Guest Commentaries

Charging ahead: Imperatives for the electric vehicle revolution

Time to change our thinking
May 12, 2023 at 5:05 a.m.

By Ray Kamada and Stevan Harrell, Guest Writers

Transportation is the biggest contributor to global warming in North America, as cars and pickups account for 15% of U.S. greenhouse gas emissions. If we are going to stop the warming, we simply must stop burning oil.

Big cities have buses, light rail, sometimes even subways. But here in Whatcom County, it's harder to get around without a car. Our buses don't run everywhere or late at night. It’s impractical for many people to walk, bike or bus in winter, and most commuters drive solo; less than 11% carpool. And even with federal subsidies, most electric vehicles, with adequate range are still expensive.

Even though more than half of Whatcom County's electricity still comes from fossil fuels, the average EV still produces two-thirds less emissions than an average gasoline-fueled vehicle. And when the grid gets fully green, that number will rise to 98%, which makes the case compelling. We need to shift to EVs. 

The cost problem is on its way to solution. EVs will soon compete in sticker price with gasoline cars, while point-of-purchase discounts based on the Inflation Reduction Act (IRA) expand the used EV market. EVs are also cheaper to run: At 12 cents per kWh (kilowatt hour) for home charging, an average EV costs $3.50 per hundred miles driven, while a 25 mpg gasoline car costs about $17. With far fewer moving parts, EVs also don’t need oil changes or much other regular maintenance.

And sales are growing: EVs exceeded 5% of U.S. car and light truck sales last year. In fact, a dozen makers plan to stop building internal combustion vehicles as early as 2030. By then, EV sales may exceed half the total.  

Charging remains a key concern

Charging an electric car is not like filling up on gasoline. If you drive less each day than the 150-300 mile range of most current EVs, home charging works best, at least if you can afford it and have access. The IRA provides a 30% tax credit up to $1,000, more than enough to install a level-2 charger, which can charge your car overnight. If you commute to work and your employer installs chargers, you can charge at work.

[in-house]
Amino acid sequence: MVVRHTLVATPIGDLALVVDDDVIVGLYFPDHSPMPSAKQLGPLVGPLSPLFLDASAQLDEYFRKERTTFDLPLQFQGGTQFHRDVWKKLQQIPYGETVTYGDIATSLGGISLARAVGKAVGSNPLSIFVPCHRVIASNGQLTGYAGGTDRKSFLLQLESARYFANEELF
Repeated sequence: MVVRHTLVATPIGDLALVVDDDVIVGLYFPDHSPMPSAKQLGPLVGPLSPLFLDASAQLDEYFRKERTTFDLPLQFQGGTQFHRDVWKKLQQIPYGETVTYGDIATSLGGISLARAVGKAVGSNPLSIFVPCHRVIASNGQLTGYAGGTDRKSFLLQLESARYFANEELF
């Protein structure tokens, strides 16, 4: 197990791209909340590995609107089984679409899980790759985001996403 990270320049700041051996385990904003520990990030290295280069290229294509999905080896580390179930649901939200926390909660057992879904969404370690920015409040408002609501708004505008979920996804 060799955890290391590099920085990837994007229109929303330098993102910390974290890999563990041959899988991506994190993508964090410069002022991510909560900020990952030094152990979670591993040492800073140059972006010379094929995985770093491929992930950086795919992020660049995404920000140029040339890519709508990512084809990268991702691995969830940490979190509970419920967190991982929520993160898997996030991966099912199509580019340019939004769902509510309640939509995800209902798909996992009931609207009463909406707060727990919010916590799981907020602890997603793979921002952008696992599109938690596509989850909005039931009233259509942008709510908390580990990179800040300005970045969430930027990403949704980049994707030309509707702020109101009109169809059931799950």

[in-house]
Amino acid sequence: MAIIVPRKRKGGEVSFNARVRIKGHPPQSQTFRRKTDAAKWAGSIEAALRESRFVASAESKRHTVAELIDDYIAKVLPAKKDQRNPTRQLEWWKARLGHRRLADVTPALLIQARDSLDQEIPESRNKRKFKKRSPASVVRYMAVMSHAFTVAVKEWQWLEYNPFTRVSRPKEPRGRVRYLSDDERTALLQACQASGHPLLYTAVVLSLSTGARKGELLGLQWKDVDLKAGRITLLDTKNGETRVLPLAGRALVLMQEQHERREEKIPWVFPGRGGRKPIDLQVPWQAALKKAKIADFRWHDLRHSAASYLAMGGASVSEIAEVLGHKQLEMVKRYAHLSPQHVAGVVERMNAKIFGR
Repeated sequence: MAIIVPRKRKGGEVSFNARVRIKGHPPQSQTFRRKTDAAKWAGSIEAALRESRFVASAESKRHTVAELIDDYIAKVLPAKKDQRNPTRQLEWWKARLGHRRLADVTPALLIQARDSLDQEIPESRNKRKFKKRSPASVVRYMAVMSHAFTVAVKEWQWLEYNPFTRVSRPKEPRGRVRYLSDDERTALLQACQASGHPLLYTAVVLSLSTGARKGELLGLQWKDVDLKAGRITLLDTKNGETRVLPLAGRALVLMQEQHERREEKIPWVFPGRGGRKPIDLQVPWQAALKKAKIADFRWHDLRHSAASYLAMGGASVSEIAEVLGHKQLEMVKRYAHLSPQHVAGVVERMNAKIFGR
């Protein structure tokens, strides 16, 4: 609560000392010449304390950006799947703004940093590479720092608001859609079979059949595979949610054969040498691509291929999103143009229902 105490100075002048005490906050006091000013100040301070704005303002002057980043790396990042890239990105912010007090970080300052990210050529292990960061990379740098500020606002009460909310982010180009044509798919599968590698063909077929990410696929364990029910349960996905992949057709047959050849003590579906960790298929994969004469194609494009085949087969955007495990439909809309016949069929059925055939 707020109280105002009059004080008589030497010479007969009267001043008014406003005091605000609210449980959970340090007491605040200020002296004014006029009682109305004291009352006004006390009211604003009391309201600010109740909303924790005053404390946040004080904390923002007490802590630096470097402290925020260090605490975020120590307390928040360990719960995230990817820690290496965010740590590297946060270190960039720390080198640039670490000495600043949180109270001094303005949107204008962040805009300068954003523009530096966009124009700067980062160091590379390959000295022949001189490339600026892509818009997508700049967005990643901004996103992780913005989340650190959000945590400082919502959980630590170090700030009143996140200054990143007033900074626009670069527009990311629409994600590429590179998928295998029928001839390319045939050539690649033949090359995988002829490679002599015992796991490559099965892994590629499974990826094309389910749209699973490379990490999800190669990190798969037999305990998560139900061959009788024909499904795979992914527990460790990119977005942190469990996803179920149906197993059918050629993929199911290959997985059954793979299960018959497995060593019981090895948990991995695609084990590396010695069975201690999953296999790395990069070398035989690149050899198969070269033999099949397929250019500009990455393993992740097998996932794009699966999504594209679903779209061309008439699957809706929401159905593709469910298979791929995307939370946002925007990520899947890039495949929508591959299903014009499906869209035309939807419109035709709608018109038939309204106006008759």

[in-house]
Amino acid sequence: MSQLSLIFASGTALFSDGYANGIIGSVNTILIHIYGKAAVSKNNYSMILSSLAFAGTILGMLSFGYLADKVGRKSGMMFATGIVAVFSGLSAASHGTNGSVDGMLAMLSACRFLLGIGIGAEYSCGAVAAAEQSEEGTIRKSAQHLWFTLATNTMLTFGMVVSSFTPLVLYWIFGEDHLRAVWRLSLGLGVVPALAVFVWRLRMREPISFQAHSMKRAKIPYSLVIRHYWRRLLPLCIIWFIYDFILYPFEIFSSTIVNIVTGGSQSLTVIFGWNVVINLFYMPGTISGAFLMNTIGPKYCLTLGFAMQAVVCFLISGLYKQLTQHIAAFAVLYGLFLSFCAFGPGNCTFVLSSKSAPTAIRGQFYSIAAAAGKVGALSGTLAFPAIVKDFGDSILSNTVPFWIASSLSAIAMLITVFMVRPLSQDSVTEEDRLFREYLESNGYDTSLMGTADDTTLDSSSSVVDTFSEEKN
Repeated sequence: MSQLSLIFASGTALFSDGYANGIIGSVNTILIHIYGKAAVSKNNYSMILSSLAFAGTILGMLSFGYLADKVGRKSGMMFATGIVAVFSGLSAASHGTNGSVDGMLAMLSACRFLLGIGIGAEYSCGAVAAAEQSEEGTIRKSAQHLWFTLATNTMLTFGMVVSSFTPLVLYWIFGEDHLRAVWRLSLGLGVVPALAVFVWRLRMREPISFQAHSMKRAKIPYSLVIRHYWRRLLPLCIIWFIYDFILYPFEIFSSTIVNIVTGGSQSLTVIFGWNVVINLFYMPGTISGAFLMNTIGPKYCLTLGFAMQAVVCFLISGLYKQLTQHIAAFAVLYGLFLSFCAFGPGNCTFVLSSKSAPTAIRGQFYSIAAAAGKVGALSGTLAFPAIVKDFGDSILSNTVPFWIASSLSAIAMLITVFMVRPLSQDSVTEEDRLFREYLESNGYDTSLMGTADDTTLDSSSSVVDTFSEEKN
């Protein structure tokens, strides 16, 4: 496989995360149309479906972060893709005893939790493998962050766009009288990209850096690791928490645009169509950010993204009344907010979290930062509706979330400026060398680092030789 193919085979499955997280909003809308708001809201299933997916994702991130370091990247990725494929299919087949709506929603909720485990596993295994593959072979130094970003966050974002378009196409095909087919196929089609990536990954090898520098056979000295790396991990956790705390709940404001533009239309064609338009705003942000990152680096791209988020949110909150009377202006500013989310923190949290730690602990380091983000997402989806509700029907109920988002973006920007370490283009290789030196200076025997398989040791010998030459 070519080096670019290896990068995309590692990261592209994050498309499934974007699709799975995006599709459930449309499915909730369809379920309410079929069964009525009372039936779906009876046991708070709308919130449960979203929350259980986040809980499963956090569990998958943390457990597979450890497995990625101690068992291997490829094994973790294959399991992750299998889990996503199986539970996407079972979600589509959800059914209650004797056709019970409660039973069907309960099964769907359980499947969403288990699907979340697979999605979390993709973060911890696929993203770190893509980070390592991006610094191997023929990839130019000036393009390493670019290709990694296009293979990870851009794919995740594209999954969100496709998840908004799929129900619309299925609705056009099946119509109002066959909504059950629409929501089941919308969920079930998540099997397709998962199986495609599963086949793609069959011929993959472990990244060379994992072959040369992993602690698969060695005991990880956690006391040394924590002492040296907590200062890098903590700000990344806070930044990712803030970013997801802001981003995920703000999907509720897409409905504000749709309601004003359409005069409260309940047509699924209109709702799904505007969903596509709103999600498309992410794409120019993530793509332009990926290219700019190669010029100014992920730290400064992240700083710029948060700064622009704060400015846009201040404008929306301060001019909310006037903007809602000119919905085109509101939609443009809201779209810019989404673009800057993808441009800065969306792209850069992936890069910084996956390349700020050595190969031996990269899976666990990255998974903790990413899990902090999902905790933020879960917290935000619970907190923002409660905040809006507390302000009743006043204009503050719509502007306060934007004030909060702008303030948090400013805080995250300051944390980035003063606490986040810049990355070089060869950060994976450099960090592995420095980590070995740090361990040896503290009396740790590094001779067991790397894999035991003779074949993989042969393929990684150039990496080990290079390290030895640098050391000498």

If you drive a lot though, you may need to recharge while on the road, so easy access to public charging remains a concern for would-be buyers. And although DC fast chargers can charge a car in less than an hour, using them can cost two to five times more than charging at home.

The IRA also offers up to $100,000 to businesses installing multiple chargers, an attraction for guests at hotels, motels and private rentals. The state also offers grants for chargers installed by local governments, tribes, multi-unit housing, ports and schools, and in rural areas. New building codes in many areas require new residential and commercial construction to be charger-ready. Whatcom County Council will review such codes in July. We might even follow King County, which already requires new apartment buildings to install actual chargers, not just EV-ready wiring, in 10% of their parking spaces. 

Equity issues

Public charging stations should thus be a last resort, but we will still need them. If 40% of our cars are EVs by 2035, almost 40,000 Whatcom homes will need chargers. And the four in 10 Whatcom County residents who rent their homes, plus many older Bellingham homes that lack garages and driveways, will account for about 27,000 more cars that need charging. Power outages, depleted batteries and providing for passing motorists also mean that we need lots of public charging stations. Bellingham figures about 4,000; the rest of Whatcom County, maybe 4,500 more. 

However, public charging is more expensive. The City of Bellingham and commercial vendors charge from 25 to 61 cents for public charging. Over an average EV life span, the difference between home and public charging is at least $13,000. This means that lower-income renters will often pay more to drive than the more affluent.

Also, how tenable or safe is it to leave a car charging for hours, blocks from work or home? An all-EV fleet will also need more power from the grid — more reason to charge at home, as home charging will occur mostly at night while other power demands are low. In sum, making sure low-income drivers and renters have access to safe, affordable charging is an absolute necessity as we pursue a just transition to a climate-neutral future. 

Change our thinking

To make the transition to electric transportation successfully, the biggest thing we need to change is our thinking. It’s not practical to replace filling stations with charging stations. When petroleum replaced horses, we no longer fed our transportation at home. Now that electricity is replacing petroleum, we need to “feed” our transportation at home again, and it will take cooperation among all levels of government, builders, landlords, business owners and residents to make this transformation happen. 

Stevan Harrell is an EV driver in Bellingham and a member of the Whatcom County Climate Impacts Advisory Committee. Fellow committee member Ray Kamada of Sudden Valley is a former Department of Defense consultant who has researched and written extensively on climate change, energy conservation and renewable energy.

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